DONNA:

It depends on the child. Some who are meaning deaf and meaning blind may have wonderful musical intelligence and its important to build on that. Also music is a foundation for receptive and expressive language patterning and it is a wonderful indirectly confrontational bridge to being social and daring communication and self expression. Giving kids opportunities to explore rhythms, movement and their own voices is really important. One of the Aspinauts, Paul Spears, is developing a music/rhythm program for kids with the working title of ‘Soundscapes’. He’s a drummer so it involves drumming co-ordinated with lights and using a range of different music sounds to create a kind of symphony effect. You can bet Beth will be on the invite list for any pilot workshop.

SARAH:

What advice can you give me now that Beth is approaching adolescence?

DONNA:

I guess the most important thing is to remember that the emotional age of an autie can be well out of sync with their physical age but also some parts of their identity can be ready for their teens whilst other parts are just getting into childhood. It’s important that girls on the spectrum understand that sexuality is not a rote learned skill and that it’s ok for them to not be ready for sexuality at the same age as non-spectrum peers. It’s important those with autism understand how to take responsibility for their bodies, look after them, befriend them and stand up for their privacy and personal space. I learned some of this through looking after a baby brother, through looking after cats and birds and pot plants. It took decades longer to take all that personally. It was like I was half in a dream in adolescence so it’s a difficult time to navigate when you’re constantly going ‘offline’.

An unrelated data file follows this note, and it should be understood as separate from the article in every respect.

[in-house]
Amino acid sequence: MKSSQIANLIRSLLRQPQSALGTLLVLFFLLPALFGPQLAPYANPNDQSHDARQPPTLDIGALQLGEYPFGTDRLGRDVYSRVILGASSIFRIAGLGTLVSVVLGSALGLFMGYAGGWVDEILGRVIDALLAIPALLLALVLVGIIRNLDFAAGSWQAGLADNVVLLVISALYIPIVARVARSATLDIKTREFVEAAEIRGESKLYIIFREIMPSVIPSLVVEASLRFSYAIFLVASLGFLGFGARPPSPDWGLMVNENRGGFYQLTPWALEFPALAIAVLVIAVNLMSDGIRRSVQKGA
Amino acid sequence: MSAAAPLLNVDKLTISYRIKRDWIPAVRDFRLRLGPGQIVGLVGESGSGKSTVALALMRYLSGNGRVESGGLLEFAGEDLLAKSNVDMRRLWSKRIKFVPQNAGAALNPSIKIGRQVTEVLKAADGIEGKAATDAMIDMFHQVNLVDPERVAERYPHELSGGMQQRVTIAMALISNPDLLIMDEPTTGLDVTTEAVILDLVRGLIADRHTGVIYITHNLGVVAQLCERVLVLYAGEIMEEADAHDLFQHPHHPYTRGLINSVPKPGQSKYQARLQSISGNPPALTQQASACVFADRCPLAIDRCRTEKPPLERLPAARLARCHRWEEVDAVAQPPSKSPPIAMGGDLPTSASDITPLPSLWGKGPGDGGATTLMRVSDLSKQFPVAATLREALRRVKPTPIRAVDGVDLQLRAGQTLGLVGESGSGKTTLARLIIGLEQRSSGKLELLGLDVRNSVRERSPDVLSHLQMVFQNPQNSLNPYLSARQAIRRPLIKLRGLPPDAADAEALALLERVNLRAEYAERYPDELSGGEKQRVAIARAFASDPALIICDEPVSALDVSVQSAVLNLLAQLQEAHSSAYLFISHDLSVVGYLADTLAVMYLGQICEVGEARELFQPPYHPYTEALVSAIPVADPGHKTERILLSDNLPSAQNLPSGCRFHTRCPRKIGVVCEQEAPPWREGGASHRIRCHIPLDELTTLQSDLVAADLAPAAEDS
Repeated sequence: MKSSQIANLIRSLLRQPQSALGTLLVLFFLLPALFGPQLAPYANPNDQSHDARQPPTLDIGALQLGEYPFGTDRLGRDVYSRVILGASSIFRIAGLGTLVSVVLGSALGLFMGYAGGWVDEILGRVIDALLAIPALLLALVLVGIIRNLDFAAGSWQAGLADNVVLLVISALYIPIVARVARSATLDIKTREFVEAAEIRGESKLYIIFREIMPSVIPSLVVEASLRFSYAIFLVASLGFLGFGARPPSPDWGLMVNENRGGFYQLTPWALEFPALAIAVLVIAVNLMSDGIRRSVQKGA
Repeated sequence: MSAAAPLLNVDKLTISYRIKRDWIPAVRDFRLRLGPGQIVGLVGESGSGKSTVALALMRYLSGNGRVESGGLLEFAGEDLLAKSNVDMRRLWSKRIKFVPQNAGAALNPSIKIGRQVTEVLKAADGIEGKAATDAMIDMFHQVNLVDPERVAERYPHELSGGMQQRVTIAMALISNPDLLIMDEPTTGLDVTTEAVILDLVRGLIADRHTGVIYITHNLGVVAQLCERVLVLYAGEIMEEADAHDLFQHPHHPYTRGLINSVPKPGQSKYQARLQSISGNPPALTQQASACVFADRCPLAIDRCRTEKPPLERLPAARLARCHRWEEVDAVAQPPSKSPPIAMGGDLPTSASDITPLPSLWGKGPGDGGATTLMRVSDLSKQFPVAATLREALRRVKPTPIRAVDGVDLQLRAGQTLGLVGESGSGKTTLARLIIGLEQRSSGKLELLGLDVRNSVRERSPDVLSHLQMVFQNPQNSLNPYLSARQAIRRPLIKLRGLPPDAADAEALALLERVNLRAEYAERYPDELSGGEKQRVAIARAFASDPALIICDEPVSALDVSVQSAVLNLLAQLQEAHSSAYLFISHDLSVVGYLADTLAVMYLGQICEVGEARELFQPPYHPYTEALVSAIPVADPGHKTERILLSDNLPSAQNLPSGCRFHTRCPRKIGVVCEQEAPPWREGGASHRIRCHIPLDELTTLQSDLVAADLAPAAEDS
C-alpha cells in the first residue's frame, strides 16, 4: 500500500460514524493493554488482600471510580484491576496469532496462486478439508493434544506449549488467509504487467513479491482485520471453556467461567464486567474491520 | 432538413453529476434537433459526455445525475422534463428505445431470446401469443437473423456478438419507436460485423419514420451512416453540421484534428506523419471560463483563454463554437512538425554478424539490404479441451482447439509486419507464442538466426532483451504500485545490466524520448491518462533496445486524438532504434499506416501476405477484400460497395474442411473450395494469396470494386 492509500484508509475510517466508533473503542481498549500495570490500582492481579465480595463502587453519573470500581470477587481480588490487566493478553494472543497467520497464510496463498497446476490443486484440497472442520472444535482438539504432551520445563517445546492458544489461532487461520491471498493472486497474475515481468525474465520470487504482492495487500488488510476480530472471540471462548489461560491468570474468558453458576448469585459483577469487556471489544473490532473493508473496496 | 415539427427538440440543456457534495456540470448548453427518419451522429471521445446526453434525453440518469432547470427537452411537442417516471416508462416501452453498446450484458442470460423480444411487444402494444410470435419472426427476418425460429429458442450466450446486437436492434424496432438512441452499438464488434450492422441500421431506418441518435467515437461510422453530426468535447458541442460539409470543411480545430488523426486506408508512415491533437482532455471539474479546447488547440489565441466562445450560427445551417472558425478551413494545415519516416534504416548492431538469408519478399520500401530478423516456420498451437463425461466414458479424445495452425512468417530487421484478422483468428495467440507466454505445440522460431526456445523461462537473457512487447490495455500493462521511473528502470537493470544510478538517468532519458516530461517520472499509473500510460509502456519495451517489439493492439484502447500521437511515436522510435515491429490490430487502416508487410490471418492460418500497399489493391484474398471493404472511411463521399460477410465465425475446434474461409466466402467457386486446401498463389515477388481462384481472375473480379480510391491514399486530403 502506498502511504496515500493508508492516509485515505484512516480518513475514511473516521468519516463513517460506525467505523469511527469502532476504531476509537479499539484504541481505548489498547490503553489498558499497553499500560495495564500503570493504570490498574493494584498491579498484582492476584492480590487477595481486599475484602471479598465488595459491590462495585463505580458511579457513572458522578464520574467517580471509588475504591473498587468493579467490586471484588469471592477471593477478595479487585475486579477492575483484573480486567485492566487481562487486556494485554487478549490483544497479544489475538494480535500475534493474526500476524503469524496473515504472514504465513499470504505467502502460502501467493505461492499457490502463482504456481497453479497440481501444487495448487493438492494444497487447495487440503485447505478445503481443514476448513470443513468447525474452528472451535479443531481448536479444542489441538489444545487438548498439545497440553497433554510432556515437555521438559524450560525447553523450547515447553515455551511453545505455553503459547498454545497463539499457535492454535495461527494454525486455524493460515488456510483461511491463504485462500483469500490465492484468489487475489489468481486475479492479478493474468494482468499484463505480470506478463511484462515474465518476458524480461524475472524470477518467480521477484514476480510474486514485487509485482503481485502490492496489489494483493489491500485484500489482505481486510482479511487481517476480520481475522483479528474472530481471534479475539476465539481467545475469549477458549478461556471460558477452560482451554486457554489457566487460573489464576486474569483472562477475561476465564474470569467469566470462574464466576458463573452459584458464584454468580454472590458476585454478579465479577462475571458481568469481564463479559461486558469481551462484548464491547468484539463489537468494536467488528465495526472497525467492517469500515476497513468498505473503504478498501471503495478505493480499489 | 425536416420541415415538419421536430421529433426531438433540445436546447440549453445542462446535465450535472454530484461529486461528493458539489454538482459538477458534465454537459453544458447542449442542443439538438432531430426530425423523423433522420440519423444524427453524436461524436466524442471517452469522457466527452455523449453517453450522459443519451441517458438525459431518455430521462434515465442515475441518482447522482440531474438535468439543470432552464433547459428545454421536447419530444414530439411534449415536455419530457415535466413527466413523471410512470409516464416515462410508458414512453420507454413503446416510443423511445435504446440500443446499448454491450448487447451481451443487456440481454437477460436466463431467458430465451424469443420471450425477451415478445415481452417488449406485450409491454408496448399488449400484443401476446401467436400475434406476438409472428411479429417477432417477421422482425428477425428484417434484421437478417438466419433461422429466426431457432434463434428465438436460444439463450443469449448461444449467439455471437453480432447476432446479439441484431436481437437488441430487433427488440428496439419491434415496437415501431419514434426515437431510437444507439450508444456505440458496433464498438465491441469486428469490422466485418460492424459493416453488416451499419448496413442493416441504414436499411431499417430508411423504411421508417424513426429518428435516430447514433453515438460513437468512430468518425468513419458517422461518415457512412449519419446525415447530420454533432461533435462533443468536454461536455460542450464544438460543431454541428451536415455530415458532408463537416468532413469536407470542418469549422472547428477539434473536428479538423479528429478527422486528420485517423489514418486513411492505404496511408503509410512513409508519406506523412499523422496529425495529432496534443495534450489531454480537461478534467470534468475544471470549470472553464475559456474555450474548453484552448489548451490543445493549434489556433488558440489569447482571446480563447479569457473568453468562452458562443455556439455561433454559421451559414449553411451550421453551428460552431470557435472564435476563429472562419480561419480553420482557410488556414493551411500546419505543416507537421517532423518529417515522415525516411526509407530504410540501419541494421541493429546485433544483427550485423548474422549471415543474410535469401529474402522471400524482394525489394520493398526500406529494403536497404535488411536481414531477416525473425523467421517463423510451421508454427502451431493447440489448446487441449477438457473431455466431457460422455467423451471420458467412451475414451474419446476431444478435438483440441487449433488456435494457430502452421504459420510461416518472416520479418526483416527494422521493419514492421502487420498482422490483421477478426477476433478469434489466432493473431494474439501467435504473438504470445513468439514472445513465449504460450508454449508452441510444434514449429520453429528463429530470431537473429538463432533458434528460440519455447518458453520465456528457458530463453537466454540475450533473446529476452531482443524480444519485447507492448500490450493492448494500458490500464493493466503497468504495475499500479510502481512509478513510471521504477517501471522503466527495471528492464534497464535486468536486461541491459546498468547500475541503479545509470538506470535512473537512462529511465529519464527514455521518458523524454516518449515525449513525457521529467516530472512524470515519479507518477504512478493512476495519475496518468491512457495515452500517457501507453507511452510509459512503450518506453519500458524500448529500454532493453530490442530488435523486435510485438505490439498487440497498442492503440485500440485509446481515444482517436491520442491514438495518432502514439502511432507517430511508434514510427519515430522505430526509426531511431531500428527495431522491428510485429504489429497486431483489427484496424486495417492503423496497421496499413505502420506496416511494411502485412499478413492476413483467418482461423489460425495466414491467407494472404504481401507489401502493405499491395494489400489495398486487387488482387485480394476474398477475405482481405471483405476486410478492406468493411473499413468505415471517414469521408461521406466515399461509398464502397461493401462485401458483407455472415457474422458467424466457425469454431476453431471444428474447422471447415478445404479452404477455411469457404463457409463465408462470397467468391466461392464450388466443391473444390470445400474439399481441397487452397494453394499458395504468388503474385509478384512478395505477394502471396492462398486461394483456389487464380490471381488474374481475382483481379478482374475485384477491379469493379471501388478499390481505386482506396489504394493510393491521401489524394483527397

Adolescence is also the time to practice handling random compliments and insults and try new things whilst advocating about one’s limitations. It’s important to keep a practical tone about adolescence because auties will pick that up.